Easy As 1, 2, 3…


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When people ask me what it’s like to do what I do, more often than not they think the life of a photographer is some kind of a Holy Grail job and how great it must be to rub elbows and frolic among the people I get to (briefly) hang with. I try my best to convince them that it ain’t all Roses & Butterflies, but most have a hard time believing me. Which brings us to todays little waste of time. This isn’t gonna be glamourous. There will be no talk of Rock Stars or Celebrities or Fabulous locations. The following is a pretty honest representation of what an average shoot for your typical business magazine is like. It’s all about photographing real people in real situations in very little time and still coming away with interesting images. To the best of our knowledge, no one was harmed in the making of this post…

Scott Valenzano sent us to Park Avenue to shoot a cover for Financial Planning with the Altfest’s…Lewis & Karen, who run Altfest Personal Wealth Management…as our subjects du jour. And as is often the case, we had to alter the reality of the location just a touch to get things to look good. Here’s a little rundown…

The Altfest offices aren’t that large, but within minutes of my arrival I knew where we were gonna shoot the cover shot…


I figured that if we backlit the frosted glass wall and used just the right wide angle lens, that grid pattern would make for a nice, graphic background. But that big wall of glass took a lotta light before it blew out nicely!


You can see that we used four heads just to cover the frosted glass, and another big umbrella to fill in the background on the far right side. With all that light bouncing around, all we need up front was the Mini-Octa bank positioned high and to the right and we were good to go…



With the cover in the bag, we very quickly moved to shot number two…on the other side of that glass wall…


The classic sofa was a perfect posing bench for the couple and it would be relatively simple to relight the scene using the lighting from the first shot. The four background lights were now placed on the other side of the glass and the Mini-Octa would again be our main light, but we added a ringlight for fill…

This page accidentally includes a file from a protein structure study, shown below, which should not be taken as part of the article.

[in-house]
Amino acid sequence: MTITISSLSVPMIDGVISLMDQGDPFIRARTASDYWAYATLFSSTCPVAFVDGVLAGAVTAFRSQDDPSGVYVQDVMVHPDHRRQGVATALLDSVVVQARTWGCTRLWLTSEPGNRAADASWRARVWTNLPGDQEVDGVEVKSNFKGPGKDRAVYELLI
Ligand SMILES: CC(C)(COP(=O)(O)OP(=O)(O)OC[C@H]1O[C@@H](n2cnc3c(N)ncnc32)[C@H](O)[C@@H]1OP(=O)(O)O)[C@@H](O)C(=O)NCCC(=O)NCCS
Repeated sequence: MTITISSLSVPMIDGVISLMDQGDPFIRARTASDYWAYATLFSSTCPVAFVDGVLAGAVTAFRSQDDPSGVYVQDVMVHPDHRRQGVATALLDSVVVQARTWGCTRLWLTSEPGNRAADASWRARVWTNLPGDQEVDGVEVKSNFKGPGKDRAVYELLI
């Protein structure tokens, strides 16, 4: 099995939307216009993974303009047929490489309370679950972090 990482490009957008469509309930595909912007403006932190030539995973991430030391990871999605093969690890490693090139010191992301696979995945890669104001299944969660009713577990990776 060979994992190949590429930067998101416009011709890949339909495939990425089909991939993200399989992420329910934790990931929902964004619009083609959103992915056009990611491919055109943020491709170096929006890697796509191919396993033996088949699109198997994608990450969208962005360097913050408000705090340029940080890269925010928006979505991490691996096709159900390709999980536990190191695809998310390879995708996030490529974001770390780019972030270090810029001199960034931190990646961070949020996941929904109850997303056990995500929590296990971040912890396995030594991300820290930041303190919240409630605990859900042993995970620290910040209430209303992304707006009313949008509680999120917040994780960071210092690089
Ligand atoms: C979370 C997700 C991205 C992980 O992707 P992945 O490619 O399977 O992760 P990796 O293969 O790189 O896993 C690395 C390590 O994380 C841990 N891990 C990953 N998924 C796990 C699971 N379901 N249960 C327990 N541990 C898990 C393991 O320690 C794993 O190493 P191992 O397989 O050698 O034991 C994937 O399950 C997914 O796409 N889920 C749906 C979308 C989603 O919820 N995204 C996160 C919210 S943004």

Finally, we decided to move in a totally different direction and pulled out the Canon to do an almost-available light portrait in Lewis’s office…


With large windows on two sides streaming in all that light you might think we wouldn’t have to add anything, but the bright backlight was just too much to overcome without looking like a blown-out fashion shoot. My DIY Ghetto-Flo Lights would be just the right thing for the task…


With one light each aimed at Lewis and Karen and another two positioned off to the far left to act as a kicker that mimicked the window light, we were able to bring the ambient light down just enough to get the subjects to pop and also white-balance the ambient light down to a nice, cool blue cast…


Three shots in about an hour…like I said…easy as 1, 2, 3…!


6 thoughts on “Easy As 1, 2, 3…

  1. Great info. I love the idea of using a ring light (which I want to get) for just enough fill, which allows you to put the key light more off-axis. Then you can easily adjust the fill ration from camera/ringlight. Yes?

  2. i’ve been in a million of those places, shooting, but bring only 1/4 or less of the gear you haul. No elinchromes for me, I’m afraid. Which is why my work doesn’t look as awesome as this. Well, of course that’s only part of it — you got the chops, and you’ve got an inventive yet truly professional approach. Thanks for blogging, brosef.

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